Wednesday, October 12, 2005

The agent diatribe

I've been getting a flurry (really, something between your standard storm and a blizzard) of questions about agents lately. Which is cool, by the way; part of the joy of anonymity is telling tales out of school and giving my opinion on which agents are angels and which ones suck.

First, let me say this: Getting an agent is not the same as getting a book deal. So many writers tell me, "Hey! I got an agent!"

To which I respond: *yawn*

Unless you tell me
Binky signed you up (and even then . . . ) I will tell you that the situation is very encouraging but that you should now get busy writing another book (or a multitude thereof) while you wait for your agent to pile up the rejection slips.

Sound negative? Whatever. Truth be told, you have an exponentially improved chance of getting published by landing an agent--any agent. But these are not perfect people. In fact, they are not even close. They are not the answers to your prayers. And they are not going to save the world, not even your little piece of it.

My agent? Angel. And as I am blessed, I certainly have no basis for this particular rant. But rant I shall.

I should mention (and I will certainly get a lot of flak for this) that many folks who entered the world of agenting did so because they were unsuccessful editors (translation: built a list of midlist titles) or were squeezed out of an editing position due to a corporate takeover. Granted, the money is better, which will lure some folks out of the crappy-paying, high-stress job of editing, but for the most part . . . the odds are good (like 3:1) that you're dealing with someone who couldn't cut it or didn't want to cut it.

These are the ones who don't (or are slow to) return your calls and emails, submit to inappropriate editors, shotgun your proposal or manuscript (sending it out to everyone they know at once), spend time attending conferences nonstop (some hit 4 or 5 a year!) instead of working to sell books, give up all the rights to a book out of the gate just to make a deal, can't seem to command an advance above $20K, and--worst of all--have lost every iota of passion for books they might've once had.

In case you have never read
Lauren Baratz-Logsted's story on Mad Max's blog about landing an agent (she is on agent #6!) you should check it out. It is an eye-opening journey on how long it takes to get published and how many agents you may need to go through before you ink a contract. Then go buy one of her books, by the way--she's a clever and talented writer; you have to be good to attract an agent in the first place, never mind six!

Then check out, on the same blog,
Jessica Brilliant Keener's commentary of agents as well. Come to think of it, while you're at Amazon, buy her book, too.

Anyway, you can scour the Internet for a year and find countless stories of writers going on and on about agents (and now you can add this one. *sigh*) Let's be honest, the only agent that matters is the one that sells your book--and represents it well. DO NOT waste your time reading the instantly outdated agents guides. (Case in point, Nicholas Sparks ended up sending some queries to dead agents.) Everything you need to know is online. Jeff Herman's poorly vetted guide is particularly ridiculous. In one edition, back in 2003, there is actually an agency listed in Michigan whose agent is Paige Turner. C'mon, Jeff. Not to mention the prominent listings by some well-known scam agencies, like Mountainview Literary out of Arizona.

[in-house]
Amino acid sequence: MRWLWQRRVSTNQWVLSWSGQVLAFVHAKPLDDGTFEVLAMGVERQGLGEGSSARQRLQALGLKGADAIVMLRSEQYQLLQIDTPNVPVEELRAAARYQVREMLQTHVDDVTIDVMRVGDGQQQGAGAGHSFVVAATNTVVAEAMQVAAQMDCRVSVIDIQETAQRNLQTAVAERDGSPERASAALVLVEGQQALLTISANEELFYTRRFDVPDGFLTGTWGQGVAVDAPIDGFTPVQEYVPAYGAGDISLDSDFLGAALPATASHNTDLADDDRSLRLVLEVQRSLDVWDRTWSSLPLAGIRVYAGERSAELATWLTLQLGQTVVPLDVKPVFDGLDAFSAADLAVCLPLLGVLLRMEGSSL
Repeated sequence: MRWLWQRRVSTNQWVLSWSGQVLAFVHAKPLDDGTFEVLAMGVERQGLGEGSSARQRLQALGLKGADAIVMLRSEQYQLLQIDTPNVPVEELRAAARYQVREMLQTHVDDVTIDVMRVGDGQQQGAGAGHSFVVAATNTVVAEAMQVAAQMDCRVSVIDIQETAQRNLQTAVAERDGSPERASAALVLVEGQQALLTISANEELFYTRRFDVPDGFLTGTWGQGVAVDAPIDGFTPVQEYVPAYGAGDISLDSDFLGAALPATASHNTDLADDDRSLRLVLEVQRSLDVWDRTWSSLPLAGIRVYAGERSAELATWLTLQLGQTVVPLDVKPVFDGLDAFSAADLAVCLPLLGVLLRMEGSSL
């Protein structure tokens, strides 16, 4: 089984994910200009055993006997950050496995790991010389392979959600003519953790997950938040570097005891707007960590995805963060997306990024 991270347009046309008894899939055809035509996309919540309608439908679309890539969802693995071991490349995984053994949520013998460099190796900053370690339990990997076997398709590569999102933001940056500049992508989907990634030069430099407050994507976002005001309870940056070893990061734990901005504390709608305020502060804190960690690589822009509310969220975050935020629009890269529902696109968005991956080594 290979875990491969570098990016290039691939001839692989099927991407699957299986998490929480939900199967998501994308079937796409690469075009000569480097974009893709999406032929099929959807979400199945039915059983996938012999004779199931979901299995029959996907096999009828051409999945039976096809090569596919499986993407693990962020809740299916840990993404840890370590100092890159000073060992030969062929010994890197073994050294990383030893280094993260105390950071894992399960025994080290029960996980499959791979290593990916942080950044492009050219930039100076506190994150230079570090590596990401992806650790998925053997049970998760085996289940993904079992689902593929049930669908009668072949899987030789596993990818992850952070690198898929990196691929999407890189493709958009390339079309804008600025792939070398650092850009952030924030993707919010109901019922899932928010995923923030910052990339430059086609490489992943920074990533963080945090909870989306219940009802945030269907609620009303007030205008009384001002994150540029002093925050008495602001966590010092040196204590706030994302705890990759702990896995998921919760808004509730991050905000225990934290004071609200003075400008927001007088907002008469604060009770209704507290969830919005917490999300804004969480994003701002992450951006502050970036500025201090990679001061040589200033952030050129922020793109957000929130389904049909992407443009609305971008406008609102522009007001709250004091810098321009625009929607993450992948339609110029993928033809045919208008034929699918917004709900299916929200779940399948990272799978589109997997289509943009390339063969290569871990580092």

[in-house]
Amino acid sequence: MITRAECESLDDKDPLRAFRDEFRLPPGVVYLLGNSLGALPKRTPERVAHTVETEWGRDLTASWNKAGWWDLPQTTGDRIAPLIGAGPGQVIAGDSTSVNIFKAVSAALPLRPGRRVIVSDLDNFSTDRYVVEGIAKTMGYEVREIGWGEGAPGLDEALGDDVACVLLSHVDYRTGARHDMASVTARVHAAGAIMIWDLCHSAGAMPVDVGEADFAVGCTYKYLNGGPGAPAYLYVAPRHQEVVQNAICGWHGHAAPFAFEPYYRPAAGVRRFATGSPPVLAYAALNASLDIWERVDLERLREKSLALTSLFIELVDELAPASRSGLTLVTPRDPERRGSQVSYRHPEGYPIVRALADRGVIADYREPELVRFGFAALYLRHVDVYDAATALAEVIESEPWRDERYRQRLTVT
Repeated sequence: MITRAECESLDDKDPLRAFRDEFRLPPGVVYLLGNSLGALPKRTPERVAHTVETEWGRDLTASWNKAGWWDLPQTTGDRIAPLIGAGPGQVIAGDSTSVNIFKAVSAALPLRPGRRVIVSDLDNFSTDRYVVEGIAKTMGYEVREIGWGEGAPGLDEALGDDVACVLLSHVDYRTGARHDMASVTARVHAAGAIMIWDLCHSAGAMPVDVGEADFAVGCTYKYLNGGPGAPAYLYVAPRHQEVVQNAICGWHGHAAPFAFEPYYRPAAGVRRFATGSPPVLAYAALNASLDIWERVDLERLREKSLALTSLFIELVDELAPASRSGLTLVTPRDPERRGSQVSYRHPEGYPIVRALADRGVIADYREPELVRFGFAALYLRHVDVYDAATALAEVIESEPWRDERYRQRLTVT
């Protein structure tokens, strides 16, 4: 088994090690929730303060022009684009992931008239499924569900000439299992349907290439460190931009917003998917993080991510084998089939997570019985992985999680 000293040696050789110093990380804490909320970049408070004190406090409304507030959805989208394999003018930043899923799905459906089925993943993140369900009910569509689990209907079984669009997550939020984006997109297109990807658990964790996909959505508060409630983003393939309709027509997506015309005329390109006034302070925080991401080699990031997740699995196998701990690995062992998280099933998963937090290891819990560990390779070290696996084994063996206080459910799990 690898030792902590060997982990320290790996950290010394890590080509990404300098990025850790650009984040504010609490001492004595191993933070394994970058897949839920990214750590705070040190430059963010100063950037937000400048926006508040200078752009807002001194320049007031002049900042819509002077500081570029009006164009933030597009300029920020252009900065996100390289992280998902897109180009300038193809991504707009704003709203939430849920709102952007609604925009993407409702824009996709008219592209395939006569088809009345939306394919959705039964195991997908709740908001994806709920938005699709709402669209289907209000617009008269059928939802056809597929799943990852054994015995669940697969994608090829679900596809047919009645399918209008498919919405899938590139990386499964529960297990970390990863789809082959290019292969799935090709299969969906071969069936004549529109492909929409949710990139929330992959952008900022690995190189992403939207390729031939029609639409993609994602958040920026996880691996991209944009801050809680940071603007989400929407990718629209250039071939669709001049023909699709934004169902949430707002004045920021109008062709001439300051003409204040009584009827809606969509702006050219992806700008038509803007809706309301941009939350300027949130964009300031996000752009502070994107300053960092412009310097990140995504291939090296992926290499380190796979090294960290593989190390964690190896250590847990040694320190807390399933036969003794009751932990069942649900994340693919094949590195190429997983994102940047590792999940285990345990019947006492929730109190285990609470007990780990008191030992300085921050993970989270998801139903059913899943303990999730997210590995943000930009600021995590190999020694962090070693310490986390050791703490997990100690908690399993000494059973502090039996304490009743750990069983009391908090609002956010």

Now--another truth be told--nothing would be more fun than creating a list of agents that really suck major wind and letting the chips fall where they may. But perhaps it would be more useful to list as many agents that I can think of (and know, or have dealt with, or have consumed too much alcohol with) that would be great people to have represent your tome.

So I shall.

Please understand that I do not know everyone in the industry--but I'm surprised at how many I do know (though a lot of info is received via friends with agents.) And as with acknowledgments in a book or an acceptance speech at the Oscars, I will certainly leave some people out, so please do not be offended. Much.

You can't go wrong with (in no particular order):

Alice Tasman
Mollie Glick
Jeff Kleinman
Amy Williams
Julie Barer
Elyse Cheney
Joe Regal
Noah Lukeman
Christy Fletcher
Jennifer Unter
Paul Cirone
Felicia Eth
Farley Chase
Pamela Harty
Diedre Knight
Linda Chester
Kristin Nelson
David Dunton
Simon Lipskar
Dan Lazar
Ginger Clark
Ira Silverberg
Karen Solem
Nicholas Ellison

Matthew Guma
Richard Pine
Kim Witherspoon
Jenny Bent
Douglas Stewart
Claudia Cross
Suzanne Gluck
Jay Mandel
Jennifer Joel
Lisa Bankoff

If you have an agent with a great story, I'll be happy to add him or her (and, likewise, if you have a horror story about one of the agents listed above, let me know!)

Good luck. Happy hunting. And drink up.